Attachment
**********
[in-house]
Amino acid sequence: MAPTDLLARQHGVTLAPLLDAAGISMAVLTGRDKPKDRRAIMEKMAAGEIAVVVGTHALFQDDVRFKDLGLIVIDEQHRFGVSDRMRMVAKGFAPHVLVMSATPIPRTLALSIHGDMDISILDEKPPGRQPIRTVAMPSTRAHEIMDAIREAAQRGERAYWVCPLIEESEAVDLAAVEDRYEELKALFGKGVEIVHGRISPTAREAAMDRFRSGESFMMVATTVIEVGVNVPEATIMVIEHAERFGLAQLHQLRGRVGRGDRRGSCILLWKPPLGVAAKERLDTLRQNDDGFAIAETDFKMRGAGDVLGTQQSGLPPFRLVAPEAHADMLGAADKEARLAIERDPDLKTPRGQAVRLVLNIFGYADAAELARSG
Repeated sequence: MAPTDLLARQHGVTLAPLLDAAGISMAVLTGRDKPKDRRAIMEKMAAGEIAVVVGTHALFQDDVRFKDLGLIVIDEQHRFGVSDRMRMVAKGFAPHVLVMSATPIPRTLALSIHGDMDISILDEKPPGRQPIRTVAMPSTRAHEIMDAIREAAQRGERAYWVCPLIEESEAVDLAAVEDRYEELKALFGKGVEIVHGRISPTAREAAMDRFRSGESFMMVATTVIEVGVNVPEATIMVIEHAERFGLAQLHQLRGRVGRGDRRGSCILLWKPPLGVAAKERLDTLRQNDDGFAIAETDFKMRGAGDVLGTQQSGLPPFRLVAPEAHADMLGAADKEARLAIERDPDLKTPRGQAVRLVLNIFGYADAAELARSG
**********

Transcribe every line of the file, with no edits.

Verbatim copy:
[in-house]
Amino acid sequence: MAPTDLLARQHGVTLAPLLDAAGISMAVLTGRDKPKDRRAIMEKMAAGEIAVVVGTHALFQDDVRFKDLGLIVIDEQHRFGVSDRMRMVAKGFAPHVLVMSATPIPRTLALSIHGDMDISILDEKPPGRQPIRTVAMPSTRAHEIMDAIREAAQRGERAYWVCPLIEESEAVDLAAVEDRYEELKALFGKGVEIVHGRISPTAREAAMDRFRSGESFMMVATTVIEVGVNVPEATIMVIEHAERFGLAQLHQLRGRVGRGDRRGSCILLWKPPLGVAAKERLDTLRQNDDGFAIAETDFKMRGAGDVLGTQQSGLPPFRLVAPEAHADMLGAADKEARLAIERDPDLKTPRGQAVRLVLNIFGYADAAELARSG
Repeated sequence: MAPTDLLARQHGVTLAPLLDAAGISMAVLTGRDKPKDRRAIMEKMAAGEIAVVVGTHALFQDDVRFKDLGLIVIDEQHRFGVSDRMRMVAKGFAPHVLVMSATPIPRTLALSIHGDMDISILDEKPPGRQPIRTVAMPSTRAHEIMDAIREAAQRGERAYWVCPLIEESEAVDLAAVEDRYEELKALFGKGVEIVHGRISPTAREAAMDRFRSGESFMMVATTVIEVGVNVPEATIMVIEHAERFGLAQLHQLRGRVGRGDRRGSCILLWKPPLGVAAKERLDTLRQNDDGFAIAETDFKMRGAGDVLGTQQSGLPPFRLVAPEAHADMLGAADKEARLAIERDPDLKTPRGQAVRLVLNIFGYADAAELARSG